"As some people know, and maybe some don’t, I spent my entire childhood and teenage years racing dirt bikes with my family. It got introduced to me at a very young age from my father, who also raced his entire life, and I took my first gate at the age of 4. Week in and week out, my family and I would load up and head to races all across Ohio.
Motocross, one of the most popular ways of introducing children to the world of motorsports...
I grew up with a track 5 minutes from my house and basically spent my entire childhood there. From weekday practice nights to weekend races, basically all that I wanted to do was ride. It all started out as fun and harmless but just like anything else I started to push my limits trying to go faster. I got away with it for most of my childhood but then at around the age of 10, injuries started to play a factor. There’s a couple sayings in motocross, “It’s not if you’re going to crash, it’s when” and “The faster you go, the harder you hit.” I never really understood those sayings too much until I was living them sitting in the hospital with broken bones and in pain. It began with a broken wrist, then a broken leg, and continued to get worse from there. The latest one that ended my motocross racing at the age of 17 was breaking my left leg/ankle that still bothers me to this day. Over 20 surgeries and approximately 17 broken bones later, I was introduced to the world of RC racing.
Joe tried his luck with many different sports until he settled with RC..... 😂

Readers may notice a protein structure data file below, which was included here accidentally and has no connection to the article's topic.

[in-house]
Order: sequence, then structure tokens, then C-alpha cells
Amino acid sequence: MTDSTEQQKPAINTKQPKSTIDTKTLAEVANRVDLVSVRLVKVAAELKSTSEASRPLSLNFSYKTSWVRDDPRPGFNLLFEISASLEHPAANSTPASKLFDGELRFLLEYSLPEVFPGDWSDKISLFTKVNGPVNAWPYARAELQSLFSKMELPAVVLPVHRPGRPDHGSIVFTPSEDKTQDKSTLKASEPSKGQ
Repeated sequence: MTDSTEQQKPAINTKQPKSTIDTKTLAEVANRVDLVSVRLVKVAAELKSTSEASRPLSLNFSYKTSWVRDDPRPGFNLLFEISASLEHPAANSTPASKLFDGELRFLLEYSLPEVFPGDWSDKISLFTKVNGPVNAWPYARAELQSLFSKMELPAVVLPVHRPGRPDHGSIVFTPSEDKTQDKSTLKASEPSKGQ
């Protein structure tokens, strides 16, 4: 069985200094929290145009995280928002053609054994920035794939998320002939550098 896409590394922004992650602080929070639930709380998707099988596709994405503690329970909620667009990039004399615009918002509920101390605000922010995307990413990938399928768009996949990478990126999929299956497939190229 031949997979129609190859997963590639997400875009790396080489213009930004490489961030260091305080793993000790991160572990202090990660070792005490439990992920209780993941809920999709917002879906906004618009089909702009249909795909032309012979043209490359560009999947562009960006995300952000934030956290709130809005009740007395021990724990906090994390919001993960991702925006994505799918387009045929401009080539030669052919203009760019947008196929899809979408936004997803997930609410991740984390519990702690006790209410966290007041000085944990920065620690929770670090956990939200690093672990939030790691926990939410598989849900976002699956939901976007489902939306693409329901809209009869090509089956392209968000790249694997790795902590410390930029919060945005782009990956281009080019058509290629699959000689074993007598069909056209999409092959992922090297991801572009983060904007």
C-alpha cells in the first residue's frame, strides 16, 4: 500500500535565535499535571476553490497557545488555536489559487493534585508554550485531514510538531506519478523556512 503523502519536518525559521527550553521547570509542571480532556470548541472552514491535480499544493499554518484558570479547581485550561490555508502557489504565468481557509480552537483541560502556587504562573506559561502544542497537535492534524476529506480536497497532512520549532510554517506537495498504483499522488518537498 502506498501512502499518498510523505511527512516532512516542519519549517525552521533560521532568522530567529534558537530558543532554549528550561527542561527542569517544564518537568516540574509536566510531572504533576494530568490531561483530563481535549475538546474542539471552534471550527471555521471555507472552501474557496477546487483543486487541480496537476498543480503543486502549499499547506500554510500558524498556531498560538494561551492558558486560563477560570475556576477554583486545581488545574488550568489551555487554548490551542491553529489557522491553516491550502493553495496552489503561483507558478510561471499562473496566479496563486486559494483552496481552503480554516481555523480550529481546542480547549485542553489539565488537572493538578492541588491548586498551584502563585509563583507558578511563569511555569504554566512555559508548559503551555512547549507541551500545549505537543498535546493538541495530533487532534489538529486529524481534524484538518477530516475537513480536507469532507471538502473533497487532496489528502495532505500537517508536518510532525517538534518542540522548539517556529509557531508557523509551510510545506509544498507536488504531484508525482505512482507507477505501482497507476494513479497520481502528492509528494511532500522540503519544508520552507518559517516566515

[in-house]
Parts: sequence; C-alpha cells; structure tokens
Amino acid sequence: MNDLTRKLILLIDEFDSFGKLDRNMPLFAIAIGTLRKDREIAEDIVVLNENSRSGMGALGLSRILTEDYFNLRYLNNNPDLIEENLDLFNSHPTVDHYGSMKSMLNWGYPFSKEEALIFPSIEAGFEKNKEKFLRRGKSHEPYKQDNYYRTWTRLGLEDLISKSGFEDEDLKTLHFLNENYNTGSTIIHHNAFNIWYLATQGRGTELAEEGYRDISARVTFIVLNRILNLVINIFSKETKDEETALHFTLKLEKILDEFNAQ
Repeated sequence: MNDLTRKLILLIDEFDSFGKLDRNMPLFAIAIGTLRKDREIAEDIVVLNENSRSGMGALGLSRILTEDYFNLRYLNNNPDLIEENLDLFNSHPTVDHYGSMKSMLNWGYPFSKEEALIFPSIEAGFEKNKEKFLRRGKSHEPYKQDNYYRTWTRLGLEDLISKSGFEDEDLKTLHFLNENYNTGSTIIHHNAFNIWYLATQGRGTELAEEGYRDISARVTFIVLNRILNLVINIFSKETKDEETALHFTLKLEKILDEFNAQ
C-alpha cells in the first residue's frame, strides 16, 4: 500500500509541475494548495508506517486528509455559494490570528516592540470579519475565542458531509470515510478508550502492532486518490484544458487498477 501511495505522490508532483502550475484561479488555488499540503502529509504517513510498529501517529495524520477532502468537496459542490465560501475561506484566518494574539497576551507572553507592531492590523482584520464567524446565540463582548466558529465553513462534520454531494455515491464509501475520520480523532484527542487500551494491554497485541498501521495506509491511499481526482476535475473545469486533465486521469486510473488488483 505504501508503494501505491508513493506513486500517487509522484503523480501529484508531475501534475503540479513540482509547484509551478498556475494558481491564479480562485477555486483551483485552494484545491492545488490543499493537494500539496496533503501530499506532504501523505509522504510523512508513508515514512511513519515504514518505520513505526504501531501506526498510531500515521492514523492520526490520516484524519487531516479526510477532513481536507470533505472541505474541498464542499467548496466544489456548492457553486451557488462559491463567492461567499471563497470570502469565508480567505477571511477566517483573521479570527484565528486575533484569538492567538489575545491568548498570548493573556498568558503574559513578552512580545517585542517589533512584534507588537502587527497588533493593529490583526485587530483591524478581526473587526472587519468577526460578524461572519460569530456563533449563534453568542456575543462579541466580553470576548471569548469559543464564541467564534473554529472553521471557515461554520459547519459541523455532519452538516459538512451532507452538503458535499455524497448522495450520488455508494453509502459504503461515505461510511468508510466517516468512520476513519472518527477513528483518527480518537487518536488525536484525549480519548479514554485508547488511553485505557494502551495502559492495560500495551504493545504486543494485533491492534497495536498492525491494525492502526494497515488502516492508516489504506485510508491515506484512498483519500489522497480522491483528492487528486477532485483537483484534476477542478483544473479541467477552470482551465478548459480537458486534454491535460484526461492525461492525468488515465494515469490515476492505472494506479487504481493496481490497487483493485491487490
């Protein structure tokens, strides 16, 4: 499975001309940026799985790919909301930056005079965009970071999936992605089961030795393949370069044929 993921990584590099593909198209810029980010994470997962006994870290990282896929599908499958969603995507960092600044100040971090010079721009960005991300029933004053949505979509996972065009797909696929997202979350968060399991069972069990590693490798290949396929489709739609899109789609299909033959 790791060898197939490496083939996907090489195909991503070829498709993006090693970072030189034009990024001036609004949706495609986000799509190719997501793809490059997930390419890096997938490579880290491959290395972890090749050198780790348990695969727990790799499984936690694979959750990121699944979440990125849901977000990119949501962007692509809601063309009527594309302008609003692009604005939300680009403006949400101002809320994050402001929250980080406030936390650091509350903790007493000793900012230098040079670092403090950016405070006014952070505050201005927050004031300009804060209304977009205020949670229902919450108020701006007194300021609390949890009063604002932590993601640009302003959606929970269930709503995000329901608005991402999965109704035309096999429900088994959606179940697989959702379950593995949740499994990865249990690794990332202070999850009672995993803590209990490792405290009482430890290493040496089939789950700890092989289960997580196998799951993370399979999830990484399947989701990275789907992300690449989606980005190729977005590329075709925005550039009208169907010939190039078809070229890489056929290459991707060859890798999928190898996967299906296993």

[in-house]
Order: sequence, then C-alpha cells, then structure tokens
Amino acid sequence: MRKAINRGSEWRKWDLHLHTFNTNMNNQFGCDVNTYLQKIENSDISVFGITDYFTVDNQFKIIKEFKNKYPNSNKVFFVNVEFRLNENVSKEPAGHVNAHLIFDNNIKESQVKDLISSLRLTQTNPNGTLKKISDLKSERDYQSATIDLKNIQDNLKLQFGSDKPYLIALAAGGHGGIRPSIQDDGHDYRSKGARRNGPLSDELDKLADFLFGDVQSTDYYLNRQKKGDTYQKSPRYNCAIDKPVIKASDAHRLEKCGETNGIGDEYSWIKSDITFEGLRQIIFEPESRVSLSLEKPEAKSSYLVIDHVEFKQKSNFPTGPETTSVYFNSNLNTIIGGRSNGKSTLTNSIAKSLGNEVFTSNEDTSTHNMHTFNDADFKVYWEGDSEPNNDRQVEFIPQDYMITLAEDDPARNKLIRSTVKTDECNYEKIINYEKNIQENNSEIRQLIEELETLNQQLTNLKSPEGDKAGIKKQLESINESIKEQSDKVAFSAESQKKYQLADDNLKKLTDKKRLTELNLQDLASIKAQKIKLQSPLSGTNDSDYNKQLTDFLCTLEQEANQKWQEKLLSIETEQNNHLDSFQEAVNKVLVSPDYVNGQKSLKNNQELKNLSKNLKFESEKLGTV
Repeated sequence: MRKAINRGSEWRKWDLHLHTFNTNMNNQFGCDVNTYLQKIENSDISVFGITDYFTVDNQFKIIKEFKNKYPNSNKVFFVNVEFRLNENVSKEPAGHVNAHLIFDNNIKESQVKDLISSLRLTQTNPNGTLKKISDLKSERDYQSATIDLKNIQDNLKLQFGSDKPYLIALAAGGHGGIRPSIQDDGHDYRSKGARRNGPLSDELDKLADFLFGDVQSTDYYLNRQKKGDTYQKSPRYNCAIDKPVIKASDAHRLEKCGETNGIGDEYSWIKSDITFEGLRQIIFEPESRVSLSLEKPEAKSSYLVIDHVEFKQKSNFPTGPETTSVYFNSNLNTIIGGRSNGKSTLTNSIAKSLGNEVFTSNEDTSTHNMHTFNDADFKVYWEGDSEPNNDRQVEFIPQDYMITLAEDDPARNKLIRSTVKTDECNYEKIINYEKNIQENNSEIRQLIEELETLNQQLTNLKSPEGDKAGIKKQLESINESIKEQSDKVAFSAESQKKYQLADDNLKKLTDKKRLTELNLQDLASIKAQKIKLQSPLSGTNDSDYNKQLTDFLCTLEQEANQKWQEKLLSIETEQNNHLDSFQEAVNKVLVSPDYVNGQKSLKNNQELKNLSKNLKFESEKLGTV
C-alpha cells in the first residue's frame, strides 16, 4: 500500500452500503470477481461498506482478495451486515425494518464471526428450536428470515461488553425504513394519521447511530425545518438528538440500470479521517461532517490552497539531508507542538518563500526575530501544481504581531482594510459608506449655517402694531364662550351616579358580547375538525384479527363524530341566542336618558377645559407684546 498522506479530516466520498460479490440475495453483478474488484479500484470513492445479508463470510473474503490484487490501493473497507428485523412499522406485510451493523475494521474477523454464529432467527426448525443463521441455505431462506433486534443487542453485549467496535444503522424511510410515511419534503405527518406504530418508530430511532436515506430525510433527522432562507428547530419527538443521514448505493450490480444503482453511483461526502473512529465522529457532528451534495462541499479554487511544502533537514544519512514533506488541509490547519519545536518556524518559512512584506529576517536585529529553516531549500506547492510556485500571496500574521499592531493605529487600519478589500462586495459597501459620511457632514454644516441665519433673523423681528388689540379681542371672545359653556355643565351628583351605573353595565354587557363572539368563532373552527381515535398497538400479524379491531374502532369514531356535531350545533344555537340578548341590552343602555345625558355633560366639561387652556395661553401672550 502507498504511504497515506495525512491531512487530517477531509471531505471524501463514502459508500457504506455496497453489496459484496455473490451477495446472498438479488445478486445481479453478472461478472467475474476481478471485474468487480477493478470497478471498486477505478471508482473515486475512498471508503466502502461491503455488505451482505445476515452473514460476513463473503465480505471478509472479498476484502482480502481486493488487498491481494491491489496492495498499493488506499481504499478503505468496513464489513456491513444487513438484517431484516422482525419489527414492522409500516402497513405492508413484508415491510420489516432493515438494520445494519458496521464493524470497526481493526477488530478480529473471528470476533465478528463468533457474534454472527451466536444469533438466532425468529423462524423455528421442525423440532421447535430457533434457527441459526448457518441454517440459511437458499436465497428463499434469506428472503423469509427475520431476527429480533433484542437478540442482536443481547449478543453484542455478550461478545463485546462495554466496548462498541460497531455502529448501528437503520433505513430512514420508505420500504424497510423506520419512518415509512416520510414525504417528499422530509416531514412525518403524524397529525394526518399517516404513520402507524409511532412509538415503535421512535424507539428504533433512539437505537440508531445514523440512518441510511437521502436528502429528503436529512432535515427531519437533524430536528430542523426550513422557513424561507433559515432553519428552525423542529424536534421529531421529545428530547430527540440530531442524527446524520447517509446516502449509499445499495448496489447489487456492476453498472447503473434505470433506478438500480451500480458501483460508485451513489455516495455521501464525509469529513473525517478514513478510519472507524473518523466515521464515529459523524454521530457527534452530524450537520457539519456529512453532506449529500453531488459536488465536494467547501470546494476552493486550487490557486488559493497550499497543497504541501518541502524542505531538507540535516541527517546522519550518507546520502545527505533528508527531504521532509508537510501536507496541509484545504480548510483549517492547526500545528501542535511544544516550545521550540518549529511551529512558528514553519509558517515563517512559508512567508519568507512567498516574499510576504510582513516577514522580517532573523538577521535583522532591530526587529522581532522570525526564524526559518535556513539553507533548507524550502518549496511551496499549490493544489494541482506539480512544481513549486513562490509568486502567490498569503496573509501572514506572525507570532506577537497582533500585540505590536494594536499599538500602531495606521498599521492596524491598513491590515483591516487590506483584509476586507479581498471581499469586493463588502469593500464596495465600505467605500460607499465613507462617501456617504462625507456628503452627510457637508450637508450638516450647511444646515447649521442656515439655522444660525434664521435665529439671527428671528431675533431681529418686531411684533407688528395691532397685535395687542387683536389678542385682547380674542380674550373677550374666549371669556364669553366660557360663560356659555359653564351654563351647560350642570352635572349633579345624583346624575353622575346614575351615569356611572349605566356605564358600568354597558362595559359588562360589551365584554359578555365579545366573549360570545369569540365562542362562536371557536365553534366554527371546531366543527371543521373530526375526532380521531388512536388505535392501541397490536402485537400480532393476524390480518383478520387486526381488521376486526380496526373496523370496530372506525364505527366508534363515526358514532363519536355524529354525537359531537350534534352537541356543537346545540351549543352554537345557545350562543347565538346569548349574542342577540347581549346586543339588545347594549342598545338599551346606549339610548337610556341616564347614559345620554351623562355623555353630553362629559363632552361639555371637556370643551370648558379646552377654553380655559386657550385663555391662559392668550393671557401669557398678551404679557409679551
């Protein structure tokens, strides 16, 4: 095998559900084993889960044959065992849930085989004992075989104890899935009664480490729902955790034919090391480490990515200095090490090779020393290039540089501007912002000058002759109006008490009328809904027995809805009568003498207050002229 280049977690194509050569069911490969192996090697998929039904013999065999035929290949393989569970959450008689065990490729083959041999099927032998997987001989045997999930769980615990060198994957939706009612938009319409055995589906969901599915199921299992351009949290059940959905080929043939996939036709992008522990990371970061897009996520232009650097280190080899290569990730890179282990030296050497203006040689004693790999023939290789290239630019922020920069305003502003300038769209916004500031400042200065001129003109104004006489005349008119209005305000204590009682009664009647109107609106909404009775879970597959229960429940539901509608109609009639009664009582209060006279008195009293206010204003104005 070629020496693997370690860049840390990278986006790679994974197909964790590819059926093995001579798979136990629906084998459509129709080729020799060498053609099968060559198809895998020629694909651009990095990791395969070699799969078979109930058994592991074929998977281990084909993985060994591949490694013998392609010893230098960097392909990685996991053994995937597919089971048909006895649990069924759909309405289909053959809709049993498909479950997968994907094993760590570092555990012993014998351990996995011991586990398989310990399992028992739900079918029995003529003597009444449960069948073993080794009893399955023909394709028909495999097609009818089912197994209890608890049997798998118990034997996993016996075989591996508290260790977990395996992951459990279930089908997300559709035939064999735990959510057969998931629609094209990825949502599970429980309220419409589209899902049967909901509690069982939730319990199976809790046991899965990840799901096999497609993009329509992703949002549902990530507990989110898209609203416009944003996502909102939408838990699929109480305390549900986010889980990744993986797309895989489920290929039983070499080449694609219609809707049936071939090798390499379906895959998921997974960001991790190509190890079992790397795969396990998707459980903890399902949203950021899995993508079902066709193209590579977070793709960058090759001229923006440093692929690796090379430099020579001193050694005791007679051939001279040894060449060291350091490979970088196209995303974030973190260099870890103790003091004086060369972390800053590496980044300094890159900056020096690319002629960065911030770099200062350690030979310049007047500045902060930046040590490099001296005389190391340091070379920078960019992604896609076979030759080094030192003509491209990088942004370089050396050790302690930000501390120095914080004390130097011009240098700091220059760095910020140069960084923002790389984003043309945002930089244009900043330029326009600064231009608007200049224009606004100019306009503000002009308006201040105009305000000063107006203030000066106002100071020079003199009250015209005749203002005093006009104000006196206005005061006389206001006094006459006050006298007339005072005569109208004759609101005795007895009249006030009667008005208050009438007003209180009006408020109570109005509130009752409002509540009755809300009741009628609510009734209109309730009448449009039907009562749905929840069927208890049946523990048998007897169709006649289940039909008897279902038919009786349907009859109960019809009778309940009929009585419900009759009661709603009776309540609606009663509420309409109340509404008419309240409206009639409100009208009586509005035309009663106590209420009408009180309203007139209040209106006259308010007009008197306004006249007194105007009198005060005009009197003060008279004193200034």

When I first started attending the big races and got to see the big names run, I told myself that I was going to someday be one of them. I took all of the motocross background and racing knowledge and applied it to RC cars. Whether it was line selection, car control, reading the dirt, or even just watching video, I did everything I could to progress my driving as fast as possible. I tried to approach things from a good perspective and make the right decisions every step of the way. With the right people surrounding me, a lot of hard work done and money spent, I seemed to climb the ladder pretty quickly. I went from doing it privateer style to getting my first sponsorships in 2013, to now having a factory deal and racing for a living. It all became worth it when I started making the mains at the highest level. To me, the feeling that I get up on the drivers stand surrounded by the world’s best drivers is what it must be like sitting on the gate at a Supercross. You can’t buy that feeling, you have to earn it. And that’s what motivates me to keep coming back.
Joe’s car at the 2016 IFMAR World Championship in Las Vegas.
Obviously with having a dream of one day being a professional motocross racer to then getting it all taken away with an injury was hard. But the words that I now live by are “When one door closes, another one opens”. The moral to all of this is even if you get a curve ball thrown at you, keep your goals in sight and do everything in your power to make them happen in one way or another. Being a professional RC racer definitely isn’t exactly what I thought I would be doing when I was a kid, but one thing is for sure, I wouldn’t change one bit of my road to get here."